On November 29, 2014, I posted the following message to the Classic Computer Mailing List.
Folks, For some reason I got it in my head that writing an AT&T 3B2 emulator might be a good idea. That idea has pretty much been derailed by lack of documentation. I have been unable to find any detailed technical description of any 3B2 systems. Visual inspection of a 3B2 300 main board reveals the following major components: - WE32100 CPU - WE32101 MMU - 4 x D2764A EPROM - TMS2797NL floppy disk controller - PD7261A hard disk controller - SCN2681A dual UART - AM9517A Multimode DMA Controller How these are addressed is anybody's guess. To even dream of doing an emulator, I at least need to know the system memory map -- what physical addresses these devices map to. Without that it's pretty pointless to get started. If anyone has access to this kind of information, please drop me a line. Otherwise, I'll just put this one on the far-back burner! -Seth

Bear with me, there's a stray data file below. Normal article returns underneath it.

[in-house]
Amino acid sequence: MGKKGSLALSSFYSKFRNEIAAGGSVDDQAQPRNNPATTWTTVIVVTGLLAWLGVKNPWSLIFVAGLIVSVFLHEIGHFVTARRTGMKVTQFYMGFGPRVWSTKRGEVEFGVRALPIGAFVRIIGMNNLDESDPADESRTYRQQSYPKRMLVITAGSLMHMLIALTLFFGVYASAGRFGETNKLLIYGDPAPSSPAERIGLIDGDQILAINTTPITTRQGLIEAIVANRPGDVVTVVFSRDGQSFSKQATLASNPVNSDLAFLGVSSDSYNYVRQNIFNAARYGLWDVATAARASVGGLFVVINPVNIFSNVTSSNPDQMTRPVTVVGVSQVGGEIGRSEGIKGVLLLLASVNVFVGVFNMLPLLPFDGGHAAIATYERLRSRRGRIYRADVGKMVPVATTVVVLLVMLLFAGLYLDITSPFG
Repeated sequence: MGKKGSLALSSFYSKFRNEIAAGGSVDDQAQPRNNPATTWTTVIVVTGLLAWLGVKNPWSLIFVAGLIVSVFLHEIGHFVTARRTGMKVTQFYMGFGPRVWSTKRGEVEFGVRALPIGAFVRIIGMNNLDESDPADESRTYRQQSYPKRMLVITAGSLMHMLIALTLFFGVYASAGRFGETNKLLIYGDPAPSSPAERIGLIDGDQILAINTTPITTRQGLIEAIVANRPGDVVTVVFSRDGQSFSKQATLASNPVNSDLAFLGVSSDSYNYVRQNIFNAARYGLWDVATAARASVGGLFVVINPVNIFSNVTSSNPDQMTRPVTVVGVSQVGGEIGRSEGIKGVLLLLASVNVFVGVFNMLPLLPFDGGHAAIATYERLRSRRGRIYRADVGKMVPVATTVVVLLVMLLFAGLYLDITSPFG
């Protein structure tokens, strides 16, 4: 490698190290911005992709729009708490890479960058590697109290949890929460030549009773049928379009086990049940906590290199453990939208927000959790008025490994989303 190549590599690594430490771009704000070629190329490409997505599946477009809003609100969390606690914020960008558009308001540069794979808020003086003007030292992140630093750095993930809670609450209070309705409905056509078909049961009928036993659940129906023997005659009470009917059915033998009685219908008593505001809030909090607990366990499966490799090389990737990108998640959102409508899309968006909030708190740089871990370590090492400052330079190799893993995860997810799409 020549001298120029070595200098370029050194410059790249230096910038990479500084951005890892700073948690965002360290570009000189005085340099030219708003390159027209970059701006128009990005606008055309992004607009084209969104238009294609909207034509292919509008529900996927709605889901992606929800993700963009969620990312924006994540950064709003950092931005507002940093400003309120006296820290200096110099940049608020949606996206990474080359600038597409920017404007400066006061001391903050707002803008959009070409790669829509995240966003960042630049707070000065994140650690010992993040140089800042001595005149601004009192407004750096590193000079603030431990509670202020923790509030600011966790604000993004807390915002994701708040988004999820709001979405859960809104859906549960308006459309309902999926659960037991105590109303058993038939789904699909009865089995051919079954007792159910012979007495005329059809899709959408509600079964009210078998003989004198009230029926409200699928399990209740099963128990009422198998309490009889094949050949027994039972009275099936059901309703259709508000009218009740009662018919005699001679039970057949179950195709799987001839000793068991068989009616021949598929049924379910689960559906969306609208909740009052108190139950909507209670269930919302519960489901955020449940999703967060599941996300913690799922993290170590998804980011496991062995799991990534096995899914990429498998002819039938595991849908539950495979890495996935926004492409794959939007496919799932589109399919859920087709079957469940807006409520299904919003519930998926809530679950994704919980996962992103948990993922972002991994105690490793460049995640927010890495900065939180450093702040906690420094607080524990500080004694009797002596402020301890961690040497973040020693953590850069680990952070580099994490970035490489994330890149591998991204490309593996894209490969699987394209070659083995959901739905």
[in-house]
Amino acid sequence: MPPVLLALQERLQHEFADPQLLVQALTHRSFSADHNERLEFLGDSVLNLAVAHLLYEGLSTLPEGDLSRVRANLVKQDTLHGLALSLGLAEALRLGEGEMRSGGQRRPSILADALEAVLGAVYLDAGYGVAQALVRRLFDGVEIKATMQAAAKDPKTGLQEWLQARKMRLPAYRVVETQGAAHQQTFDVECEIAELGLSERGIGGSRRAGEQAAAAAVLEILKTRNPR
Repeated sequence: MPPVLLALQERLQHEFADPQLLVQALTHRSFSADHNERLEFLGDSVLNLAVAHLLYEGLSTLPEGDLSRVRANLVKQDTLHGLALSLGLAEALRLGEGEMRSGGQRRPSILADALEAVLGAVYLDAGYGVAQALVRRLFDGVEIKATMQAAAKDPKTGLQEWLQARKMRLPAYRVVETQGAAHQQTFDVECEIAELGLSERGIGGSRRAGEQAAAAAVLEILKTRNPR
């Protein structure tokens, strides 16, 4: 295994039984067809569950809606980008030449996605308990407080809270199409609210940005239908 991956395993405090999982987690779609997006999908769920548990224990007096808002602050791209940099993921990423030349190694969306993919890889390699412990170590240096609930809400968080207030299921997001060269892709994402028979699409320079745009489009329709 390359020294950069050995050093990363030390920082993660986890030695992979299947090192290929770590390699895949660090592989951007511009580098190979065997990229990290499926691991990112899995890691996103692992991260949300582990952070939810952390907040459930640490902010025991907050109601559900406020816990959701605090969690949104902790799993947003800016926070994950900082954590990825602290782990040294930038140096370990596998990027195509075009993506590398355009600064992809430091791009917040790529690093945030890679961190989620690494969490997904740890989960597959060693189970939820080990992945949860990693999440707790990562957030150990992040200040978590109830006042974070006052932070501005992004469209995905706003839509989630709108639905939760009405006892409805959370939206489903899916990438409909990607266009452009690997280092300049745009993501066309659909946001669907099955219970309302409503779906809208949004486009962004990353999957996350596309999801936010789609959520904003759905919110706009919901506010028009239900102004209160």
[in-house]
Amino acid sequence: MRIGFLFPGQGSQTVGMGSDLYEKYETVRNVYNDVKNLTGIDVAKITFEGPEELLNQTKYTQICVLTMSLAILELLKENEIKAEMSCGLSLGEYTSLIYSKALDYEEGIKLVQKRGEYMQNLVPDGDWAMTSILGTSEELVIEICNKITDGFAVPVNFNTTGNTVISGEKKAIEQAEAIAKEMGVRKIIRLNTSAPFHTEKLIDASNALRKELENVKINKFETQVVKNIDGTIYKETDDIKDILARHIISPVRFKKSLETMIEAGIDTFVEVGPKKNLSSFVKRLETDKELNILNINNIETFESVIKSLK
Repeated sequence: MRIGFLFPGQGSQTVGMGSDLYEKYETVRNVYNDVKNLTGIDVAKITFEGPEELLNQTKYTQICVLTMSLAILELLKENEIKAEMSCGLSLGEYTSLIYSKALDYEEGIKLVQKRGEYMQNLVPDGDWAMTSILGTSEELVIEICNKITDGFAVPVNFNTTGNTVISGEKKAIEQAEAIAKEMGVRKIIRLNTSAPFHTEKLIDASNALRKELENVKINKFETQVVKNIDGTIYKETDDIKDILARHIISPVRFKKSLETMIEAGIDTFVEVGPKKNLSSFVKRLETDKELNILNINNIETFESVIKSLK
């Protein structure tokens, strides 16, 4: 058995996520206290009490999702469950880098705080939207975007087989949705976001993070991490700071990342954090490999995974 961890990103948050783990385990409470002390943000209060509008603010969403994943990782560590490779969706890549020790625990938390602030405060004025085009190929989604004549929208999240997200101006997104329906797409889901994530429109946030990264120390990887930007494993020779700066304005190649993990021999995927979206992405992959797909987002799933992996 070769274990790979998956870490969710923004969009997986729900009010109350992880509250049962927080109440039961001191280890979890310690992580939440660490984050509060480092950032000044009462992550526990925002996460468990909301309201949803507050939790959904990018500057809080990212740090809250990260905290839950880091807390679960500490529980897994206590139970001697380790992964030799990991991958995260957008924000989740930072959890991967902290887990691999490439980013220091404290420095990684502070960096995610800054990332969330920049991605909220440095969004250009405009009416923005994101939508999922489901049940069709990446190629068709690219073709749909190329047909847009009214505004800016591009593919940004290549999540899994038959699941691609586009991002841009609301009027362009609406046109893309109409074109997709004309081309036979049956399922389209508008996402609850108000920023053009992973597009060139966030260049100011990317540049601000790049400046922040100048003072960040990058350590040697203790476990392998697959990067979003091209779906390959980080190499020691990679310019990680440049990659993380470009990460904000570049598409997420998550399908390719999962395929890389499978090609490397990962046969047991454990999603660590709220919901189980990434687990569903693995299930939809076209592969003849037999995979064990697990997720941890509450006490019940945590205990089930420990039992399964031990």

When I sent that message, I had no idea that it would lead to almost four years of effort, and perhaps if I had known I would have given up. But thankfully I didn’t, and today I’m happy to say that the effort was, at long last, successful. The 3B2/400 emulator works well enough that I have released it to the world and rolled it back into the parent SIMH source tree.
Because this project required so much reverse engineering, and because documentation about the 3B2 is still so scarce and hard to come by, I wanted to take the time to document how the emulator came about.